Recurring Dreams for the Rule of Law
On the Beijing campus of the China University of Political Science and Law stands a dramatic monument inscribed with the words of legal expert and former university president Jiang Ping: “Rule of Law for Everyone.”
Jiang’s words carry special weight, even from retirement, because for decades he stood up to—and survived—ideological opposition that nearly crushed his quest for individual rights, academic independence, and free speech in modern China.
He spoke bluntly May 16 at a ceremony marking the university’s sixtieth anniversary, calling on those gathered to pause and reflect on the institution’s shortcomings and set a liberal course for future development.
“Personal independence and academic freedom are the soul of the university,” Jiang declared.
Jiang, 81, served only two years as the university’s president between 1988 and 1990. He apparently left the job in connection with the upheaval surrounding the Tiananmen incident in June 1989.
Even today, alumni and students call him their university’s beloved “dean for life.” In legal circles, he’s known as one of the “Three Legal Teachers” of modern Chinese law, along with Guo Daohui, a member of the advisory committee to the Supreme People’s Procuratorate, and human rights advocate Li Bu, director of Research Center for Human Rights at Guangzhou University.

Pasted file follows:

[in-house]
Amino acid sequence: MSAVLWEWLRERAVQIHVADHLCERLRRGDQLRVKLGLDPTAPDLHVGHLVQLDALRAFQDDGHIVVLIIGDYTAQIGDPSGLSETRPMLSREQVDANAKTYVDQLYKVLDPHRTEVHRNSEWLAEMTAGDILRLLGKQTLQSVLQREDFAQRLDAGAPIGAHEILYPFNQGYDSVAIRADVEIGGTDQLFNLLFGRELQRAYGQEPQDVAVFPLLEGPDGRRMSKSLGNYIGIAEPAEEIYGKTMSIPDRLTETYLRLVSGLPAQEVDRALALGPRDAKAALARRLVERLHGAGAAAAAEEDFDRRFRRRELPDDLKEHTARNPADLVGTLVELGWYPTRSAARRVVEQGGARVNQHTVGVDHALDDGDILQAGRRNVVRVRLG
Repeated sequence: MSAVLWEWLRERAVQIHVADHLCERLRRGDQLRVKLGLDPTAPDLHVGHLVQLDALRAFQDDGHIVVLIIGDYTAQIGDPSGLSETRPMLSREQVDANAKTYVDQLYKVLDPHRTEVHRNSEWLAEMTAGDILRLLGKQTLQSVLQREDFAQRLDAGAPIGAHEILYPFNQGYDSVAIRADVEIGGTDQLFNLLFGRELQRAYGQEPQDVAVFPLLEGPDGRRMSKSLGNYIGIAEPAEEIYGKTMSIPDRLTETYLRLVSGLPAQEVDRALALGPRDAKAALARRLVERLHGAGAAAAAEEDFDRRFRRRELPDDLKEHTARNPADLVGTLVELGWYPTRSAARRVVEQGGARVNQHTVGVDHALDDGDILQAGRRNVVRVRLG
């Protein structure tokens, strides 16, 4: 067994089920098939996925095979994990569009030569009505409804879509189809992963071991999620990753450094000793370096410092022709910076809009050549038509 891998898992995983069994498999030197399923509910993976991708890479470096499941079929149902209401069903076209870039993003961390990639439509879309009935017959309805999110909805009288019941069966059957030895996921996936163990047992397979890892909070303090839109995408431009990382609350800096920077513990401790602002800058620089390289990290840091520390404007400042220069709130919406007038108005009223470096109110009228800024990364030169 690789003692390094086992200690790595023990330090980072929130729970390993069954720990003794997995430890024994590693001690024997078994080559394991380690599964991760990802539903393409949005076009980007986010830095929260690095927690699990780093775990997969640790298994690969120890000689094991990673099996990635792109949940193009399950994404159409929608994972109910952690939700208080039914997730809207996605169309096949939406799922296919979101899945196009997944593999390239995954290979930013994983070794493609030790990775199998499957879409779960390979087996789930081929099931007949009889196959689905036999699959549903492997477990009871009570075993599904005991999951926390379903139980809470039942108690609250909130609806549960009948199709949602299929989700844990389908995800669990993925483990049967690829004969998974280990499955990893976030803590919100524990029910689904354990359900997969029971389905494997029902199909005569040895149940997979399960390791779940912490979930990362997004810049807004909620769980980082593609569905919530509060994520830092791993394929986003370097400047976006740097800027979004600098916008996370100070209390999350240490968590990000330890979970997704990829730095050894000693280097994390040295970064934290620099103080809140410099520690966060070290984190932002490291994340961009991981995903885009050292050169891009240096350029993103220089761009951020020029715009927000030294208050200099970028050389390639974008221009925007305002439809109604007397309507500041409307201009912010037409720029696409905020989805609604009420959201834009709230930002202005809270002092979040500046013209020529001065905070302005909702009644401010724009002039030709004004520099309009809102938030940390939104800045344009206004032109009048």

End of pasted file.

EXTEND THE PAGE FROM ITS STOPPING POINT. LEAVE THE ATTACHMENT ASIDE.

Jiang was born in Dalian, Liaoning province, and studied in the Soviet Union, where he served as chairman of the Chinese Student Association before graduating from Moscow State University in 1956. He returned to China to teach at Beijing Institute of Politics and Law, the predecessor of China University of Political Science and Law.
After just a year of teaching, Jiang fell out of favor with the Communist Party and was labeled a rightist. This was a label given intellectuals who appeared to favor capitalism and class division over a collective social system.
Jiang once said his most memorable career experiences surrounded the hardships he faced after being accused of ideological wrongs during the Anti-Rightist Movement of 1957.
Jiang was targeted for what party leaders called “serious thoughts of bourgeois democracy and freedom.” Under pressure from party officials, his wife was forced to divorce him just one month after their wedding. Also during this dark period, he was run over by a train and lost a leg.
In a recent interview with Caixin, Jiang said he has since then chosen to “both accept and reject” the rightist label.
“To say I accepted was to say that my mind does have deep thoughts of democracy and freedom. From my participation in the student movement and after applying myself as a media major, I had a strong rationale and concepts for striving for democracy and striving for freedom,” he said.
“To say I didn’t accept it was because I’d never understood why socialism would not want to provide democracy and freedom. Why does saying democracy or freedom make one bourgeoisie? Why is striving for democracy and striving for freedom not good?